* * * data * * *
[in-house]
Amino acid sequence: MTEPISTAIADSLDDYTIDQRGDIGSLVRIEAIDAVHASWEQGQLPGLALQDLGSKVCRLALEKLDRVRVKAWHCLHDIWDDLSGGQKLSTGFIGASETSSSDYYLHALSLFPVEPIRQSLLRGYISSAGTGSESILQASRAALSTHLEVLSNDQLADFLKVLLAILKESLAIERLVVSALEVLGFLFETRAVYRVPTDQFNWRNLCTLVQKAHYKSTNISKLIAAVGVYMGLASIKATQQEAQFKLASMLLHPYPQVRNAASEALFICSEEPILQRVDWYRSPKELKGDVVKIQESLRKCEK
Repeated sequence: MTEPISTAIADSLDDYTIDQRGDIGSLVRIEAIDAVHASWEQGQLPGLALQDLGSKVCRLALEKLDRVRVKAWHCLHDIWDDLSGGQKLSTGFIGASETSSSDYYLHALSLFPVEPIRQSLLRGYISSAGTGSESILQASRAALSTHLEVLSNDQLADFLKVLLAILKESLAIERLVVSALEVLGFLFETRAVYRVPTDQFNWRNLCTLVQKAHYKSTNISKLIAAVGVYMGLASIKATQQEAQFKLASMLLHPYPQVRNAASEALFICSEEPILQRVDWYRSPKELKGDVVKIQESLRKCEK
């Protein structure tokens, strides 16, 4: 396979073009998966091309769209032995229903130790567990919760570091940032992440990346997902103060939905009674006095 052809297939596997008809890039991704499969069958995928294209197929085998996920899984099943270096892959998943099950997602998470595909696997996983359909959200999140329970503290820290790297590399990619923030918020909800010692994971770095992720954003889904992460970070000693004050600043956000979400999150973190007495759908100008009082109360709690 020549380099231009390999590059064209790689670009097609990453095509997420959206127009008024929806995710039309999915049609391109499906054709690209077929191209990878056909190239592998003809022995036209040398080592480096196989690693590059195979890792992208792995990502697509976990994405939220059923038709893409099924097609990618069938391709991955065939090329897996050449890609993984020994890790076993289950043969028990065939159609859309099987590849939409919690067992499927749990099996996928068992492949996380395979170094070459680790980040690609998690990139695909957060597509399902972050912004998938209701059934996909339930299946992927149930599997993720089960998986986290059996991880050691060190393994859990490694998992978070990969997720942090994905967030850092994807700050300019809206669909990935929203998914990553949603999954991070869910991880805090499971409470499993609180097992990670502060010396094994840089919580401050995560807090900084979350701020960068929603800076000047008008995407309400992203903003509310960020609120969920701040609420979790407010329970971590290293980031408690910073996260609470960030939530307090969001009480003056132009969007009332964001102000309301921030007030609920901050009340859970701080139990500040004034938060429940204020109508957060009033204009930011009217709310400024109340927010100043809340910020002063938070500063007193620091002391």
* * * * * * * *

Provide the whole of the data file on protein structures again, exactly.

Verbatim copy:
[in-house]
Amino acid sequence: MTEPISTAIADSLDDYTIDQRGDIGSLVRIEAIDAVHASWEQGQLPGLALQDLGSKVCRLALEKLDRVRVKAWHCLHDIWDDLSGGQKLSTGFIGASETSSSDYYLHALSLFPVEPIRQSLLRGYISSAGTGSESILQASRAALSTHLEVLSNDQLADFLKVLLAILKESLAIERLVVSALEVLGFLFETRAVYRVPTDQFNWRNLCTLVQKAHYKSTNISKLIAAVGVYMGLASIKATQQEAQFKLASMLLHPYPQVRNAASEALFICSEEPILQRVDWYRSPKELKGDVVKIQESLRKCEK
Repeated sequence: MTEPISTAIADSLDDYTIDQRGDIGSLVRIEAIDAVHASWEQGQLPGLALQDLGSKVCRLALEKLDRVRVKAWHCLHDIWDDLSGGQKLSTGFIGASETSSSDYYLHALSLFPVEPIRQSLLRGYISSAGTGSESILQASRAALSTHLEVLSNDQLADFLKVLLAILKESLAIERLVVSALEVLGFLFETRAVYRVPTDQFNWRNLCTLVQKAHYKSTNISKLIAAVGVYMGLASIKATQQEAQFKLASMLLHPYPQVRNAASEALFICSEEPILQRVDWYRSPKELKGDVVKIQESLRKCEK
């Protein structure tokens, strides 16, 4: 396979073009998966091309769209032995229903130790567990919760570091940032992440990346997902103060939905009674006095 052809297939596997008809890039991704499969069958995928294209197929085998996920899984099943270096892959998943099950997602998470595909696997996983359909959200999140329970503290820290790297590399990619923030918020909800010692994971770095992720954003889904992460970070000693004050600043956000979400999150973190007495759908100008009082109360709690 020549380099231009390999590059064209790689670009097609990453095509997420959206127009008024929806995710039309999915049609391109499906054709690209077929191209990878056909190239592998003809022995036209040398080592480096196989690693590059195979890792992208792995990502697509976990994405939220059923038709893409099924097609990618069938391709991955065939090329897996050449890609993984020994890790076993289950043969028990065939159609859309099987590849939409919690067992499927749990099996996928068992492949996380395979170094070459680790980040690609998690990139695909957060597509399902972050912004998938209701059934996909339930299946992927149930599997993720089960998986986290059996991880050691060190393994859990490694998992978070990969997720942090994905967030850092994807700050300019809206669909990935929203998914990553949603999954991070869910991880805090499971409470499993609180097992990670502060010396094994840089919580401050995560807090900084979350701020960068929603800076000047008008995407309400992203903003509310960020609120969920701040609420979790407010329970971590290293980031408690910073996260609470960030939530307090969001009480003056132009969007009332964001102000309301921030007030609920901050009340859970701080139990500040004034938060429940204020109508957060009033204009930011009217709310400024109340927010100043809340910020002063938070500063007193620091002391």